(Reuters) – Wall Street’s main indexes jumped on Thursday as mega-cap technology stocks tried to regain lost ground following a sharp sell-off after fears eased around hedge funds selling off long positions to cover a short squeeze.
Shares in GameStop Corp and AMC Entertainment Holdings Inc tumbled as trading platforms including Robinhood and Interactive Brokers restricted trading in stocks that soared this week in a social media-driven trading frenzy that shook stock markets.
“If it (GameStop) had kept going higher, that just means more hedge funds would have had margin calls. I think when it backed off a little bit, the market breathed a sigh of relief,” said Thomas Hayes, managing member at Great Hill Capital LLC in New York.
All of the 11 major S&P 500 sectors were higher by early afternoon trading.
Heavyweights including Microsoft Corp, Facebook Inc, Netflix Inc and Alphabet Inc led gains, after the U.S. stock indexes suffered their worst day in three months on Wednesday.
With the quarterly earnings season in full swing, market participants have now started to question whether companies including Apple Inc, Facebook and Tesla Inc could sustain their high valuations.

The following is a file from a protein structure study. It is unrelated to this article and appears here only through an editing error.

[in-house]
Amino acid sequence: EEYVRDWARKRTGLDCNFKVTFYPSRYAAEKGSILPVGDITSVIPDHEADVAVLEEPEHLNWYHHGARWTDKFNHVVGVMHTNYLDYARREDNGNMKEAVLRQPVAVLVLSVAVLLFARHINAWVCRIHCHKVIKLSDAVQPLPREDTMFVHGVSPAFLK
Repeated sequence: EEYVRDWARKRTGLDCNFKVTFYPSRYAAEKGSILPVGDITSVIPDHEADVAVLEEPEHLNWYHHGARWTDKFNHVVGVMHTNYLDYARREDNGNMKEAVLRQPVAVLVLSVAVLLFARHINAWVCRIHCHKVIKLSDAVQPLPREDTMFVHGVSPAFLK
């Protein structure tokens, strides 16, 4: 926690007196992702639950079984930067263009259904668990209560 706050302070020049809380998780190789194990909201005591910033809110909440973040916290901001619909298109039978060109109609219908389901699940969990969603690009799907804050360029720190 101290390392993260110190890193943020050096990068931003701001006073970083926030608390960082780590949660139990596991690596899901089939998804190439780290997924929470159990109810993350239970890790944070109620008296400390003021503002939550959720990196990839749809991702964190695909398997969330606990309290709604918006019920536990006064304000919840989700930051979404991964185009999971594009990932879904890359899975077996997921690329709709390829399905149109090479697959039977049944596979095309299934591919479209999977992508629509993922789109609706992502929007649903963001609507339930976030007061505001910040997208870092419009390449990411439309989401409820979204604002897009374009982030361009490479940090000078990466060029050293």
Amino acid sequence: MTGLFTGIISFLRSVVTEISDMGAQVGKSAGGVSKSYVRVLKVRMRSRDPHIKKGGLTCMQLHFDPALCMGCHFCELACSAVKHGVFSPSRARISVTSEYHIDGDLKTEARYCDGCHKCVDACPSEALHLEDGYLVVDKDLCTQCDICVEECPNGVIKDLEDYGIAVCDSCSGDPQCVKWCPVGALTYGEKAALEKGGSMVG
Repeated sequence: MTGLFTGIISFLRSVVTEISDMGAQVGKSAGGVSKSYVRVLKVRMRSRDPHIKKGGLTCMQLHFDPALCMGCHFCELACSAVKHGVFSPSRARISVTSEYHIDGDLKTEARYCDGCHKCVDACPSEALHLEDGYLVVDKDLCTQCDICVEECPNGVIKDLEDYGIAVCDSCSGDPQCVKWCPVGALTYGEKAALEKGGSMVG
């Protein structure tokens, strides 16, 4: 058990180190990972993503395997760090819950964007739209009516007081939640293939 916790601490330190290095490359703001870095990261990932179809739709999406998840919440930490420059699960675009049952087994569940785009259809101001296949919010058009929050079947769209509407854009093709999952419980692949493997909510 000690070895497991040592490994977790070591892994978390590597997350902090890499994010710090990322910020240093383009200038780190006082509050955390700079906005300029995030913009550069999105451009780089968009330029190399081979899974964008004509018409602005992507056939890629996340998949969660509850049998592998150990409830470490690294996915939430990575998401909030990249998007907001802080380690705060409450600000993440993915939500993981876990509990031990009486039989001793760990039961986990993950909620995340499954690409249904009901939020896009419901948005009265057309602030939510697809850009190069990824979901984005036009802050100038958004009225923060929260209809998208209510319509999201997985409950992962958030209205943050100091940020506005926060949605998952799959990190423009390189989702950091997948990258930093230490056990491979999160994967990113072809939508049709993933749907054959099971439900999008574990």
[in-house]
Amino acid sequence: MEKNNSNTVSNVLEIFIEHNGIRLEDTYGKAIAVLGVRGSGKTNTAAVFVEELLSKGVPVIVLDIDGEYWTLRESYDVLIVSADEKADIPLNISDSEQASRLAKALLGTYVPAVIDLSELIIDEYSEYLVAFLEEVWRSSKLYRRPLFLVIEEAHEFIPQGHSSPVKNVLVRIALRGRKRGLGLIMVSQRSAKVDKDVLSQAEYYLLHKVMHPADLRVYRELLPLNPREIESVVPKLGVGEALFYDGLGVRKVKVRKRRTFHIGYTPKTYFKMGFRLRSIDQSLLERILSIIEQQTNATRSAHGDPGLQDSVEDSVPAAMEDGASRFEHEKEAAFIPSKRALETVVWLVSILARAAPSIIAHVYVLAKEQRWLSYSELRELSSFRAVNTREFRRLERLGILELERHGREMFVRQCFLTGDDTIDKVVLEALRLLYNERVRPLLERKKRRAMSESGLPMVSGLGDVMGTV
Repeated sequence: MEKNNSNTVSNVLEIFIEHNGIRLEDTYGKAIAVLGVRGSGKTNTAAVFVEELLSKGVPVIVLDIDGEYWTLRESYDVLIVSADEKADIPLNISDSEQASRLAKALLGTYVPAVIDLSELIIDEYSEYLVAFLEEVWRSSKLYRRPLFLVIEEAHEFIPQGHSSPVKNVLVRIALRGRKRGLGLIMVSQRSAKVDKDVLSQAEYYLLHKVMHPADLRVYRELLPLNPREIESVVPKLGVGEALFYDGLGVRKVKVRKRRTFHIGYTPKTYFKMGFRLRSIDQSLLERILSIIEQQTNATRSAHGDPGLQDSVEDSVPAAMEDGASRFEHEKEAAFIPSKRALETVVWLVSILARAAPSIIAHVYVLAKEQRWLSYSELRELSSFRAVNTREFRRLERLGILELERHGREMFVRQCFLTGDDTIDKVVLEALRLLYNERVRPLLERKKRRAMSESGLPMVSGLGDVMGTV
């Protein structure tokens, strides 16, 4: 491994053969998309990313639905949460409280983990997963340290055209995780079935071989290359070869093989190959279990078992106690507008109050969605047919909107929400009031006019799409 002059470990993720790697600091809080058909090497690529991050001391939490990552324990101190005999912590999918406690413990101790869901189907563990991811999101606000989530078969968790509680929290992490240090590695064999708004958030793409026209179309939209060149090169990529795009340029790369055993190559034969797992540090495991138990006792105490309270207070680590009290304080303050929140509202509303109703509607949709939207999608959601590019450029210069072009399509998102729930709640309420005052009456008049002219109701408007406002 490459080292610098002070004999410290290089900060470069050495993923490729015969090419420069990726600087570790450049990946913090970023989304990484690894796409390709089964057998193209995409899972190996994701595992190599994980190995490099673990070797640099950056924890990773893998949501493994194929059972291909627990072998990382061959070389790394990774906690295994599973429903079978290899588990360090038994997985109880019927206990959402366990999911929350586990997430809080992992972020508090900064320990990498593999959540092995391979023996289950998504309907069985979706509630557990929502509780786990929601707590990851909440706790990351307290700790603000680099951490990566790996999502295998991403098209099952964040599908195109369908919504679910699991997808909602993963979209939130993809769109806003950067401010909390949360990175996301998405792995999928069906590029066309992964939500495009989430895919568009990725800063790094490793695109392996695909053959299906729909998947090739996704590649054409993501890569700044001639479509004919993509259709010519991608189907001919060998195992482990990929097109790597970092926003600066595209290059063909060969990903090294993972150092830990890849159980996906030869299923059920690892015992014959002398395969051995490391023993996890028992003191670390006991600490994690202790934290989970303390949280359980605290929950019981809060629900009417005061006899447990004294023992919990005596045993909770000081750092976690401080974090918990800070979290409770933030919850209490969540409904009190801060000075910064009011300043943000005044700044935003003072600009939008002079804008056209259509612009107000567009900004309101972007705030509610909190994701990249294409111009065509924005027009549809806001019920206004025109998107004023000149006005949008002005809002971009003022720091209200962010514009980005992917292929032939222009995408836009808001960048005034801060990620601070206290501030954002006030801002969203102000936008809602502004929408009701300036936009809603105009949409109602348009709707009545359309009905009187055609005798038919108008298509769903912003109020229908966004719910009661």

“Investors are digesting earnings that came out overnight and this morning, and taking a look at the fundamentals of what’s going on in specific companies, as well as any outlook that can be provided to try to justify valuations,” said Brian Vendig, managing executive at MJP Wealth Advisors in Westport, Connecticut.
Apple reported holiday-quarter sales and profit that beat Wall Street expectations, however, shares of the iPhone maker fell 2%.
Facebook rose 0.7% on soundly beating quarterly revenue estimates, while Tesla shed 3.2% after posting disappointing fourth-quarter results and failing to provide a clear target for 2021 vehicle deliveries.
A Commerce Department report showed fourth-quarter gross domestic product increased at a 4% annualized rate, in line with expectations, as the virus and lack of another spending package curtailed consumer spending.
A separate report showed 847,000 more people likely filed jobless claims last week, lower than expectations of 875,000.
Concerns about slowing momentum in economic recovery due to rising coronavirus cases, heightened stock market valuations, and uneven distribution of vaccine rollouts have kept investors on edge about a pullback and increase in volatility in the near-term.
At 12:02 p.m. ET the Dow Jones Industrial Average was up 597.54 points, or 1.97%, at 30,900.71, the S&P 500 was up 69.83 points, or 1.86%, at 3,820.60, and the Nasdaq Composite was up 162.39 points, or 1.22%, at 13,432.99.
Among other stocks, Comcast Corp added 6.9% after it reported better-than-expected fourth-quarter revenue, as broadband demand continued to offset pandemic-related weakness in its theme park and filmed entertainment businesses.
Advancing issues outnumbered decliners for a 2.33-to-1 ratio on the NYSE and a 1.20-to-1 ratio on the Nasdaq.
The S&P index recorded nine new 52-week highs and no new low, while the Nasdaq recorded 74 new highs and eight new lows.
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